A group of men dancing in the street at Notting Hill Carnival

Homegrown Roots

Vivien Goldman

25 Jul 2019

Writer, educator, broadcaster and musician Vivien Goldman explores the impact of the Windrush generation on British music culture in the second half of the 20th century.

They came with dreams and, in some cases, collections of vinyl 45s that would spin on to change the sound of pop and the face of Britain’s communities. Garage, grime, warehouse parties, rave, the supremacy of acts like Stormzy, come to that the whole field of music would not exist in its popular form without the extraordinary contribution to British culture made by immigrants from the West Indies and their descendants.

It has grown from the first big Jamaican hit, Millie Small’s My Boy Lollipop in 1964 and evolved through reggae’s Steel Pulse in the 1970s to the chart-topping grime of Dizzee Rascal, Wiley and Dave today. Creators of Caribbean descent have consistently produced a reverse cultural colonialism, changing forever the country whose riches were made possible by unpaid captive labour.

Millie Small, My Boy Lollipop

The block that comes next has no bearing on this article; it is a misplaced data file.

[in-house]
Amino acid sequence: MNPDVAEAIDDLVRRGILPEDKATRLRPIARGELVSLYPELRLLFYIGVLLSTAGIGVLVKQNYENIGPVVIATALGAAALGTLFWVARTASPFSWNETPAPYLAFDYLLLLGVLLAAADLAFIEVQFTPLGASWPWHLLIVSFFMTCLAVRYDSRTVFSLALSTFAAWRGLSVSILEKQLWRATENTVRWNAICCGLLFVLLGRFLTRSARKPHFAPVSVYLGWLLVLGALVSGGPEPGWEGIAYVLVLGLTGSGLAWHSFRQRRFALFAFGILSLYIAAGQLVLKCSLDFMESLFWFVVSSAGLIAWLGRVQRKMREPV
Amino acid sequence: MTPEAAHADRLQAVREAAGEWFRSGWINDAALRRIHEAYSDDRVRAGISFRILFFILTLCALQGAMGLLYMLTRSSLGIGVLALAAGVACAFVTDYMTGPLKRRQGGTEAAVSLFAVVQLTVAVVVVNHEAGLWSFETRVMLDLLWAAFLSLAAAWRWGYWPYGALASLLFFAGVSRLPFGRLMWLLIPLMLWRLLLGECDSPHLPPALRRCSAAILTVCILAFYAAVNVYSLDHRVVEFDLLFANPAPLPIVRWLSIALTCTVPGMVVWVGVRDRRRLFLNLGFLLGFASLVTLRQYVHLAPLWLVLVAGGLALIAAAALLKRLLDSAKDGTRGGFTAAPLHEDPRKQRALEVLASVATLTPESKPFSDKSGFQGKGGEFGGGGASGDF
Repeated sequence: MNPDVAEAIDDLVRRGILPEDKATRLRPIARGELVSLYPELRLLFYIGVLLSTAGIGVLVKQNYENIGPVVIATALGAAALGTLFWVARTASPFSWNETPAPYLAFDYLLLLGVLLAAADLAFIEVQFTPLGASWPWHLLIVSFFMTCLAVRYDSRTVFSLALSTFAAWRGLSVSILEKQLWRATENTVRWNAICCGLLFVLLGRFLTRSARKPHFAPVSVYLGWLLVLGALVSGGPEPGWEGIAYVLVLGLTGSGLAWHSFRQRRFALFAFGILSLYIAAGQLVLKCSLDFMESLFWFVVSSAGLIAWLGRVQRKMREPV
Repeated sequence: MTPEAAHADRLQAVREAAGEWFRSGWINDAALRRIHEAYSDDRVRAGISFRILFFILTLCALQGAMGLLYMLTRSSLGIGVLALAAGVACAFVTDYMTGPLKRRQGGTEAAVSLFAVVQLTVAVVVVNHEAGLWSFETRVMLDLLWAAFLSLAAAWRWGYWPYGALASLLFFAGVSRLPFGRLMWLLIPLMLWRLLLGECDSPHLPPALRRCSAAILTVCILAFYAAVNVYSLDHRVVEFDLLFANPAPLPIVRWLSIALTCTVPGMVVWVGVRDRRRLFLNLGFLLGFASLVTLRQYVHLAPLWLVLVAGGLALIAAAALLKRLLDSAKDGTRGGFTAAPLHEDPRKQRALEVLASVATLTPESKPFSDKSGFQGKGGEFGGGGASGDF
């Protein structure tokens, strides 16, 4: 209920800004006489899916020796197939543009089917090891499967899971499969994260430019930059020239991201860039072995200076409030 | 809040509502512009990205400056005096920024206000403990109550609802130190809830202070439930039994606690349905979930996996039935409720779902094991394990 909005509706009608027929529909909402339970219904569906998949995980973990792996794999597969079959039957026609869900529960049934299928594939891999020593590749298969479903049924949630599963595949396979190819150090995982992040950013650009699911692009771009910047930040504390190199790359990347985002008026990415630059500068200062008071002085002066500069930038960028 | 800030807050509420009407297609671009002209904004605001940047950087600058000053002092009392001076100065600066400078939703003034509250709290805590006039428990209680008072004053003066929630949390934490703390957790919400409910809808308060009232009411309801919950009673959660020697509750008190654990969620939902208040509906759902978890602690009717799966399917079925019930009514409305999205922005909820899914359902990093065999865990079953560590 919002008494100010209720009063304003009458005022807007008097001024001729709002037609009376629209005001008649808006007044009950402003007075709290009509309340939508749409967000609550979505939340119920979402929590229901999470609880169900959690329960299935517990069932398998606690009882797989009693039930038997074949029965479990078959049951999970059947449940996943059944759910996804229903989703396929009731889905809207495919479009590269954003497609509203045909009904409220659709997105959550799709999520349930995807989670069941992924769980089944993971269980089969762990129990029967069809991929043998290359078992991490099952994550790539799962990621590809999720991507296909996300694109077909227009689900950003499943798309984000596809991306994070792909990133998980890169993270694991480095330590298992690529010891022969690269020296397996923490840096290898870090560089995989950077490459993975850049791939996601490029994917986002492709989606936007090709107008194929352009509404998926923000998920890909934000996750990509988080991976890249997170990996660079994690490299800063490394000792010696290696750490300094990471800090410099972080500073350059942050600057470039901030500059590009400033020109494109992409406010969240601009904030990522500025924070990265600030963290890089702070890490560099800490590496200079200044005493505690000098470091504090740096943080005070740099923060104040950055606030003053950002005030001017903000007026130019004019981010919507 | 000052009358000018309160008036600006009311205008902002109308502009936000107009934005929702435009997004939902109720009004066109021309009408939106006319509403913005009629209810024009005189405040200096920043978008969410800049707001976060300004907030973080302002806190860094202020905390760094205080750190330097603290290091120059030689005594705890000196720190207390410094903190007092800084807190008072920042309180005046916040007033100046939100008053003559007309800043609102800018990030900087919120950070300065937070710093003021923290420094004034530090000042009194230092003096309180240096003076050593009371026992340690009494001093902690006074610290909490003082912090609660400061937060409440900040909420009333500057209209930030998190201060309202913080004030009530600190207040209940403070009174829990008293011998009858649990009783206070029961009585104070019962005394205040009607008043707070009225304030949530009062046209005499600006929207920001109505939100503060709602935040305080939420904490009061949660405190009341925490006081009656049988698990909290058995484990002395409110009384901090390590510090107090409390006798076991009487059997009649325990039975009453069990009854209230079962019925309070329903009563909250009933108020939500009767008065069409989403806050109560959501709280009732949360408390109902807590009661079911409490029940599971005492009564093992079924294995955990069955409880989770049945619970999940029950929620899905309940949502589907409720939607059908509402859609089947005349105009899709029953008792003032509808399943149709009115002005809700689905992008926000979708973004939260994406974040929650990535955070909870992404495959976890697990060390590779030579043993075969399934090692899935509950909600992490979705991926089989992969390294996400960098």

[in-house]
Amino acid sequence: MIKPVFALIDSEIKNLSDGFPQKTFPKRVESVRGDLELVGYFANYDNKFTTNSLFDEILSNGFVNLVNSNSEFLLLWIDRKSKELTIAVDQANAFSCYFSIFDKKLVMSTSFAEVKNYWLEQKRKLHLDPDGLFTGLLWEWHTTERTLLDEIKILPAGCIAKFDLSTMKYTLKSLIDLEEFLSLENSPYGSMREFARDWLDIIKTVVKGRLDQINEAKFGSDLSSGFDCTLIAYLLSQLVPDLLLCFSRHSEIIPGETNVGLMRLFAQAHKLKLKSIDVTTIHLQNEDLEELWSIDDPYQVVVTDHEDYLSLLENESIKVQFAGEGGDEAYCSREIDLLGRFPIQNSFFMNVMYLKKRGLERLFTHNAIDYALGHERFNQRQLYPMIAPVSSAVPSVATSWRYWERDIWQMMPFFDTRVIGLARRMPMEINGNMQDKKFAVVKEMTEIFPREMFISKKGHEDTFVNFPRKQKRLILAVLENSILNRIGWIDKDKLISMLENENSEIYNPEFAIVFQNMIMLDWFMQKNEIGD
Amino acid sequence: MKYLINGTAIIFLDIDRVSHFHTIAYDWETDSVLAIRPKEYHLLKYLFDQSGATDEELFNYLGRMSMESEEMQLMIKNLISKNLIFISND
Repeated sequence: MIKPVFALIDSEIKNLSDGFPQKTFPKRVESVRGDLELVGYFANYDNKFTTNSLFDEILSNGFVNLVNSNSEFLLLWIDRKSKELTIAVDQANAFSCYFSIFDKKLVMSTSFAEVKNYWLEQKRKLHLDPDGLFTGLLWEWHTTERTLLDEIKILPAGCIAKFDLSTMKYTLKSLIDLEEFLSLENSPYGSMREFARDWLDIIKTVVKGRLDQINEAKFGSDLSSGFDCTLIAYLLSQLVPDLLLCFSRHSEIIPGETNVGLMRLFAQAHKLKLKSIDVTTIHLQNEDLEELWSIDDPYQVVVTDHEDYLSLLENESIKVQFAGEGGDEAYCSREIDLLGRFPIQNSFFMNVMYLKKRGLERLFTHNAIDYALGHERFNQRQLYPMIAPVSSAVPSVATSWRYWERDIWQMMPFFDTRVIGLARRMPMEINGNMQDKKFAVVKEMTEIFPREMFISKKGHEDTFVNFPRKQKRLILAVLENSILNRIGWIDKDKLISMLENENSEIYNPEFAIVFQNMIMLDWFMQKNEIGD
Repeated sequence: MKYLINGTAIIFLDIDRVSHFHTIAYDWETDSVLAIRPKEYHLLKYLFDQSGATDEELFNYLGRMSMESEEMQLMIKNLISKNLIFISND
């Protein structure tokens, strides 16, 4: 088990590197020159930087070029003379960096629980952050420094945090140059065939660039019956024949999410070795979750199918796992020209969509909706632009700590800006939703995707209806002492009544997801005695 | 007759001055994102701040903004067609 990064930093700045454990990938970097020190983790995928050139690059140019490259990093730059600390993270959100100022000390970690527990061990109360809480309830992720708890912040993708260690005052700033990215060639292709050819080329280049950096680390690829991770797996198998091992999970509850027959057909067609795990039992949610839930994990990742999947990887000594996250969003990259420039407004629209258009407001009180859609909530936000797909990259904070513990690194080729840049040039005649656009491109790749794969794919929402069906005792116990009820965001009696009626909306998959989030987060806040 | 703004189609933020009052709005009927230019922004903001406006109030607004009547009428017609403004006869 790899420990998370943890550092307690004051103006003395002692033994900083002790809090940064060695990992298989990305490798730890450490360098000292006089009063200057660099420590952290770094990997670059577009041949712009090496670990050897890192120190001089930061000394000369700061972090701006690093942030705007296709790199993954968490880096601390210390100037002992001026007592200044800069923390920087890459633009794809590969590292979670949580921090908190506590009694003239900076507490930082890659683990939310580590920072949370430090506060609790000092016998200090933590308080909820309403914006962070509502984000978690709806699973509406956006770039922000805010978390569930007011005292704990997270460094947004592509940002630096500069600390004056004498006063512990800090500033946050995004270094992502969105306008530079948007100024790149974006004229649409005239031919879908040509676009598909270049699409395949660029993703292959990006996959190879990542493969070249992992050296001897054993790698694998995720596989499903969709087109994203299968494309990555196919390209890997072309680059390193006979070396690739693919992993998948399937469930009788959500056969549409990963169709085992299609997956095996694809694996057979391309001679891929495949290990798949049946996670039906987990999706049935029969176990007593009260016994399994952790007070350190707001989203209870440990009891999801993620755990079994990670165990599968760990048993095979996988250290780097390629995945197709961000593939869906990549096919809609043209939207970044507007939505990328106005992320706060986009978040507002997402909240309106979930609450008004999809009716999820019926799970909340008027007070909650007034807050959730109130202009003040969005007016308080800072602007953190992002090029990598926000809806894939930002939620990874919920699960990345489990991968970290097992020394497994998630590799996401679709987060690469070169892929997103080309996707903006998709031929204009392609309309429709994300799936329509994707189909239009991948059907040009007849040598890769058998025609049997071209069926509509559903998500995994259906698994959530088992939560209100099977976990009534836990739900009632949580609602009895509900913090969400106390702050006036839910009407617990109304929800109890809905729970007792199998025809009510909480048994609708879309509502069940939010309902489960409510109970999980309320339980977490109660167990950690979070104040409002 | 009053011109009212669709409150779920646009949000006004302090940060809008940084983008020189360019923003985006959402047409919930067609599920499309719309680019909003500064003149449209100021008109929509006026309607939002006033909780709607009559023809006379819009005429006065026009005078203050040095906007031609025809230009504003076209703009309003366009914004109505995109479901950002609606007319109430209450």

For many in these communities, music was an active connection to the Caribbean. On and off the islands, music was a sacrament, a club, a lifeblood.

Despite positive British propaganda, intended to induce the boldest and most entrepreneurial West Indians to try their luck in the ‘motherland’, those that made the journey were met with discrimination and struggle. This grim reality gave Brixton’s prototypical dub poet, Jamaican Linton Kwesi Johnson reason to write the track Inglan is a Bitch.

Linton Kwesi Johnson, Inglan is a Bitch

Two Jamaicans who were crucial to the post-war scene actually smuggled themselves into England hidden on a boat. The first Duke Vin aka Vincent Forbes, used the compensation he received from a wrongful imprisonment to expand his club and sound system. The second was Wilbert Campbell, aka Count Suckle, who founded Britain’s first Black-owned West End venue, the Cue (later Q) Club. He overcame police harassment and racist attacks, including arson at his club. Their talent and persistence created a platform for Jamaican music that not only helped to define the newly independent country’s identity, but also enlivened and elevated the UK.